How Much Does Smoking Really Cost?
    Cigarettes are only a small portion of the overall cost
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The Cost Of Smoking
Higher Auto Insurance Costs
Decrease In Car Value
Higher Life Insurance Costs
Higher Health Insurance Costs
Higher Home Owner's Insurance
Increased Health Costs
Higher Medication Costs
Lower House Value
Lower Possession Value
Increased Cleaning Expenses
Higher Dental Care Costs
Earn Less Money
Reduced Retirement Funds
Lost Investment Income
Cost of Smoking Infographic

Increased Health Costs

Just because smokers pay more for medical insurance doesn't mean that they receive better insurance coverage - they simply pay more for the same coverage as a non smoker. The coverage is more expensive because smokers have a higher risk of having health problems and getting certain diseases.



What this means is that smokers likely take more trips to the doctor than non smokers for a variety of smoking related illnesses. Since most trips to the hospital require that the person pay a deductible, each extra trip to seek medical attention is an increased cost to the smoker.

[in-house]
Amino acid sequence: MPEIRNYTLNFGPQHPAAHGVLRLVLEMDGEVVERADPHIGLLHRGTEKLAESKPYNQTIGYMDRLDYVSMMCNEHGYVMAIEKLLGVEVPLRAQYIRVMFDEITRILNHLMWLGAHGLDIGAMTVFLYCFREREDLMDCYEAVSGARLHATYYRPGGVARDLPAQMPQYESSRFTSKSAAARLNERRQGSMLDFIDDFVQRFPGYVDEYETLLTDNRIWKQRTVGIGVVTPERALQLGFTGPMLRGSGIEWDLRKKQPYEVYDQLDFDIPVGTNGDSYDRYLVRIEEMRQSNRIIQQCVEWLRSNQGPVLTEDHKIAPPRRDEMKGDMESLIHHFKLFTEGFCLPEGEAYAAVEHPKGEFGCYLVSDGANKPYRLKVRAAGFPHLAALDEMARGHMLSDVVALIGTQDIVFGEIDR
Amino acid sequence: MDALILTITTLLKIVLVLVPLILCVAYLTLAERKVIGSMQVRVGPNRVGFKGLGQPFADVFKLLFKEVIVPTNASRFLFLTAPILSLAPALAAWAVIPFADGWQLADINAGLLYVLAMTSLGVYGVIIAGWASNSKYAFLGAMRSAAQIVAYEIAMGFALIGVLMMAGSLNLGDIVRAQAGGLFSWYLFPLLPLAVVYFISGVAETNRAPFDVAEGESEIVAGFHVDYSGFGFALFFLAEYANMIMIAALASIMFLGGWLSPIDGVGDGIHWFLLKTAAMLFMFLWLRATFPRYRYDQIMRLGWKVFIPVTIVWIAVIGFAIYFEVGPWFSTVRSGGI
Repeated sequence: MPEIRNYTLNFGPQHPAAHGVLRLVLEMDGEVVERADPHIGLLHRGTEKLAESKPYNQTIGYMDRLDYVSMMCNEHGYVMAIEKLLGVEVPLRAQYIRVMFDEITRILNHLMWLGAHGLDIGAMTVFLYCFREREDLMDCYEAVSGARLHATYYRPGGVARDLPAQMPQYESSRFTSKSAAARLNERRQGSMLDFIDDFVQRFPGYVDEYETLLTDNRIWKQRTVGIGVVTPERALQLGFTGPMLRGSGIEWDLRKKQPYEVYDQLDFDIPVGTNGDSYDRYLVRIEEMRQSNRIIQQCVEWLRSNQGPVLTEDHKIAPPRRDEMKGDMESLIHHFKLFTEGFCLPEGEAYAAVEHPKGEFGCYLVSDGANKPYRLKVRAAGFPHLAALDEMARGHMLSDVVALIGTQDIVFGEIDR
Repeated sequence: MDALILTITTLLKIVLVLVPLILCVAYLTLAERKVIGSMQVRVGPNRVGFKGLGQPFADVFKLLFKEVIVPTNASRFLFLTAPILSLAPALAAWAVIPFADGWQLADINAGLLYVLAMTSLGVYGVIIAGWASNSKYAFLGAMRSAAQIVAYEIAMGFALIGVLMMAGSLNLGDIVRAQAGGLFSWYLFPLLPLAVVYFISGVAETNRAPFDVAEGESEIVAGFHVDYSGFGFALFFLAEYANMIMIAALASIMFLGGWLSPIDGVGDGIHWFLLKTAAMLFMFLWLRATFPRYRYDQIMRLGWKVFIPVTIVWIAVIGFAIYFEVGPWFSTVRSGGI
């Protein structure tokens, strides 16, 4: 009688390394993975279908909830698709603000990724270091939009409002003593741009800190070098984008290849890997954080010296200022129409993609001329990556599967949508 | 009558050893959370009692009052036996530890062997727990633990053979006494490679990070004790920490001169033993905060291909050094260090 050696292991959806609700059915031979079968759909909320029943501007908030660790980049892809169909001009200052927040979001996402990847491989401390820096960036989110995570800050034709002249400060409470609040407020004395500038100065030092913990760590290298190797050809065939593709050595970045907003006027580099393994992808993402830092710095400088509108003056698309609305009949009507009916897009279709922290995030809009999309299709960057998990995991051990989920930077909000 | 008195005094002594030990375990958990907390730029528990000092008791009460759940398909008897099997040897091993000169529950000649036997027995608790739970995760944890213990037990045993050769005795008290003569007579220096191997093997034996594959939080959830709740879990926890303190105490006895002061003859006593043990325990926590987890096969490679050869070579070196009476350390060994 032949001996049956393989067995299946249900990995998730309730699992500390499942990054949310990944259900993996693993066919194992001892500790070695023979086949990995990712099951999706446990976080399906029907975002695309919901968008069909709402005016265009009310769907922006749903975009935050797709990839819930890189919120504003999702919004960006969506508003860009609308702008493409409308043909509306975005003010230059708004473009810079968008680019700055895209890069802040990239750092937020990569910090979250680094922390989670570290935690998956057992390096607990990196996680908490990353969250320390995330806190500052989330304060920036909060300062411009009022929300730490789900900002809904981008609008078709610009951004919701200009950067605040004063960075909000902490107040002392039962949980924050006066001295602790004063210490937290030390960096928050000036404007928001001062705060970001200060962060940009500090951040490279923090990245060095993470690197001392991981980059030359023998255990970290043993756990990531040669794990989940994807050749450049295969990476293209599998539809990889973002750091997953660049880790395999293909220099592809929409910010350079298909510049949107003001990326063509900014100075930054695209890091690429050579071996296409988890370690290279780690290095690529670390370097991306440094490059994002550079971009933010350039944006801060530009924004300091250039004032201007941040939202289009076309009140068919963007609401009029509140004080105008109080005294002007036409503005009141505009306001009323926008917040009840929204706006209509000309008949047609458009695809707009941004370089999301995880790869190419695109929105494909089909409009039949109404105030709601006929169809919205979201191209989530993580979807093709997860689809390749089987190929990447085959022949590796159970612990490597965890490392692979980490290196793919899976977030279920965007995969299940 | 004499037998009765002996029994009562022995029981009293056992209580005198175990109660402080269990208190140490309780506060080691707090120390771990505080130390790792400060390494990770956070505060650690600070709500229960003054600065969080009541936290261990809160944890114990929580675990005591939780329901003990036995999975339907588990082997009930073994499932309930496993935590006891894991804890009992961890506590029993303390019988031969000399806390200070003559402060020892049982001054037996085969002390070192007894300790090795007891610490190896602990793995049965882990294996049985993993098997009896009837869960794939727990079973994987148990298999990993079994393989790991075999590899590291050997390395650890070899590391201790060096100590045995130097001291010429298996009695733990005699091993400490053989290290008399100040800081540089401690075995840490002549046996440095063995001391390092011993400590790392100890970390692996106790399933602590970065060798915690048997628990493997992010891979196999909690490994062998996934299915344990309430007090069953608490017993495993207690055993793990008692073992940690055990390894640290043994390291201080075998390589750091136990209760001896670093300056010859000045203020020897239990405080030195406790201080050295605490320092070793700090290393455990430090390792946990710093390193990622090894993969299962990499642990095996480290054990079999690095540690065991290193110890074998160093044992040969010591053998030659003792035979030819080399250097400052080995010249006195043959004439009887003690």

In addition to visits to the doctor for minor ailments caused by smoking, smokers are also more likely to need more extensive medical treatment such as surgery that require hospital admissions. Even with good medical insurance coverage, a large amount of money will need to come from the smoker to pay for these procedures.

While the actual extra cost to a smoker for medical treatment is difficult to estimate, it would seem likely that smokers pay a minimum of an extra $25 a month which would equal $300 a year more than non smokers for health related costs.

 
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